Takeaway food orders could soon come packaged differently in Canberra with plastic containers part of the next stage of the ACT government’s plan to phase out single-use plastics.
Under the proposed changes, single-use plastic plates and bowls, heavyweight plastic bags and microbeads in cosmetic and cleaning products would also be banned in the territory from July next year.
As the government seeks community consultation on the additional bans, some Canberra businesses and charities are already investigating alternatives — and raising some concerns in the process.
‘I’ve not found an alternative yet’
Restaurateur Sanjay Kumar has been trialling biodegradable alternatives for the take-away arm of his Indian restaurant in the southern suburb of Curtin, with mixed success.
“There were a few products which did not meet our criteria in terms of travelling a distance, but there are a few alternatives that have come up in the market that we’re keen to give a go,” he said.
Mr Kumar says the transition away from single-use plastic could cost up to four times more per container, and he uses up to 300 containers each week.
“It’s a great initiative, I think it will do a lot of good for the overall environment, but at the same time businesses have to bear the costs and manage the supply issues.”
Helen Stig from food charity Ken Behrens Helping Hands says she has so far been unable to source a reliable alternative that doesn’t carry any health risks.
“I’d be greatly concerned if we’re moving toward an alternative like cardboard where you can’t seal it, so you’re looking at the liability of people getting burned, food becoming contaminated because they don’t seal,” she said.
“Glass containers [can be sealed], but you’ve got that breakage issue, where I would be very concerned about delivering it or if it was dropped, then the food becomes contaminated with glass.
“I’ve not found an alternative yet that I would be happy to put out meals that had to be delivered to people in.”
During the COVID-19 lockdowns, Ms Stig says the charity delivered hundreds of meals, including purees for babies and people requiring tube feeding.
“When you’re doing a puree, the thought of putting it in a container that may break, or may contaminate, is not something we’d be able to do at all,” she said.
Potential health hazards and risks
Public health and food safety expert Andrew Mathieson from the Australian National University echoes concerns about the safety of plastic alternatives.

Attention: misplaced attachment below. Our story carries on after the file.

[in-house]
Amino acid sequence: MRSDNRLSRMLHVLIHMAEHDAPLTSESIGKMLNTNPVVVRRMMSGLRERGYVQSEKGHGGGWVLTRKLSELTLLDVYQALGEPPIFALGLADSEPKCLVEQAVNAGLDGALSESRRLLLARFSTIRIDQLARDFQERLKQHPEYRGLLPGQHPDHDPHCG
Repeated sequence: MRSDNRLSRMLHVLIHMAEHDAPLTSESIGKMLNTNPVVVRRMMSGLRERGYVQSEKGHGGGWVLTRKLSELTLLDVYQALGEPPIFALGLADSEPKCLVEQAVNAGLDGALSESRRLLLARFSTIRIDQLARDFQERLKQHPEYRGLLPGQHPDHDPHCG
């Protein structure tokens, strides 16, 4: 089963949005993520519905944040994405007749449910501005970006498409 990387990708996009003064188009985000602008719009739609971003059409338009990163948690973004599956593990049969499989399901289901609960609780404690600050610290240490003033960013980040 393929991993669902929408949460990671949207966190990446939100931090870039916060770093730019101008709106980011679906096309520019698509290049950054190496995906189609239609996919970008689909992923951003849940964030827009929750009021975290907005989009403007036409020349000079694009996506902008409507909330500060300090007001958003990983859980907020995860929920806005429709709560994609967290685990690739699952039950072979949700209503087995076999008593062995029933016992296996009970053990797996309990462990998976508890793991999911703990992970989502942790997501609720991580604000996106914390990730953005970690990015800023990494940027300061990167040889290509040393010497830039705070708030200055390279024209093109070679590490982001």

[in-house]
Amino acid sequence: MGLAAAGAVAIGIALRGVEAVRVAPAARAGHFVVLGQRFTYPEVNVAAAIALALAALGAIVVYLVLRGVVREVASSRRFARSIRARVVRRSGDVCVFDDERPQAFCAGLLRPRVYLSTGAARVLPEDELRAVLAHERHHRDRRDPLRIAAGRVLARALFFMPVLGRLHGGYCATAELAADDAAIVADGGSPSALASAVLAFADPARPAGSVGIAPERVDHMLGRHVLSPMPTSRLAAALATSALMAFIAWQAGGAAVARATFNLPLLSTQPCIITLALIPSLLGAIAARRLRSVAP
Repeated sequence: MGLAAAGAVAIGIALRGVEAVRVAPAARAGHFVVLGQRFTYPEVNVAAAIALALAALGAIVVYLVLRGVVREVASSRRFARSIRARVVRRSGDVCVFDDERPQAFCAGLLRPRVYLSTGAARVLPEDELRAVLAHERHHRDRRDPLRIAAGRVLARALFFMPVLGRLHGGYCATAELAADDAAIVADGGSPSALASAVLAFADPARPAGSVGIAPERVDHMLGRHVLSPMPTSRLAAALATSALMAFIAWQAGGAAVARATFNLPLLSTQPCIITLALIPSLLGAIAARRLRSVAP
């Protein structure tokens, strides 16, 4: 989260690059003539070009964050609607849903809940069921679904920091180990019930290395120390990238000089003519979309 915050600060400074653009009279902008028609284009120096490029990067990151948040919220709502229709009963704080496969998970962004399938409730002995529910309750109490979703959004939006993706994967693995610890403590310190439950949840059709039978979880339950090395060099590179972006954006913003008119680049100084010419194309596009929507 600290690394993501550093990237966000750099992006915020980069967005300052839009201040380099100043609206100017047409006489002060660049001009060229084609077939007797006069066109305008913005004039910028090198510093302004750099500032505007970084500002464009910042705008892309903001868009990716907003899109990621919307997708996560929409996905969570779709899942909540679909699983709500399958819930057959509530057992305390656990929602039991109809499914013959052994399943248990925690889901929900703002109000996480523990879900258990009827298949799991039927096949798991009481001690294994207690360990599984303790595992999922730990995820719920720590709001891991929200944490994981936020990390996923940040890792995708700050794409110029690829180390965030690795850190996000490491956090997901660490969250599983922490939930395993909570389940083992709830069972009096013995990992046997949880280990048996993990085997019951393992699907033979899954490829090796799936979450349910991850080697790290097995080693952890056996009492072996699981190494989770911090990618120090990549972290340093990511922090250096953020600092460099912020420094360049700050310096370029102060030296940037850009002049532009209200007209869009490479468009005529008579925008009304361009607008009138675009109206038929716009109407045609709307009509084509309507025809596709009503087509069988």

Cardboard containers need to be lined in order to hold liquid without absorbing it, and the two most commonly used liners are plastic and wax.
Dr Mathieson says while most waxes are classed as edible, there are “other chemicals” that can be used as a coating that have not been well researched and could be potential hazards.
“We’re taking away [plastic] that’s been very well researched over 20, 30, 50 years and you’re introducing a new area of technology,” he said.
“That’s going to take time for us to actually work out what the hazards are.”
Dr Mathieson says bring-your-own-container schemes also pose potential health hazards that can put businesses at risk
He says if a container is not sufficiently cleaned it could lead to bacteria contaminating the food and the seller facing the blame if someone gets food poisoning.
While reusable containers aren’t a new concept, Dr Mathieson says in the past businesses were responsible for sanitisation.
“If you go back to the old days when we had recycled milk bottles, there’s always concern of the milk bottle company to get the bottles really clean,” he said.
“They spent a lot of money testing and ensuring that the bottles were clean and sterilised before being refilled with milk.
“People bringing their own containers just don’t do that.”
Businesses need support, ‘not tokenistic gestures’
As the government considers community feedback on its proposal, Mr Mathieson says it also needs to consider how it’s going to support food service businesses through the transition.
“New packaging is a lot more expensive than existing technologies. Who is going to cover that cost?” he said.
“We’re in a time of austerity, we don’t need tokenistic grand gestures, we need well thought-out policies to help businesses.”
He says during the consultation period the government should also make public any research it’s done into best practices for implementing plastic alternatives.
“I’d like to see the data, how much research the government has done,” he said.
“A lot of this stuff has been tried in other countries in the past, and some of it works really well when there’s an infrastructure and a support mechanism behind it.
“Let’s make sure that research is public so that other people can look at it as well before decisions have been made.”
Ms Stig also wants the government to investigate recyclable plastic options before it makes any final decisions.
“They really need to look at an alternate plastic that is sealable to be safe and also that is environmentally friendly,” she said.
As without a viable, safe alternative to plastic takeaway containers, Ms Stig says Ken Behrens Helping Hands “would have to stop sending hot meals to people’s houses.”
Written submissions on the ACT government’s proposal can be made until December 8.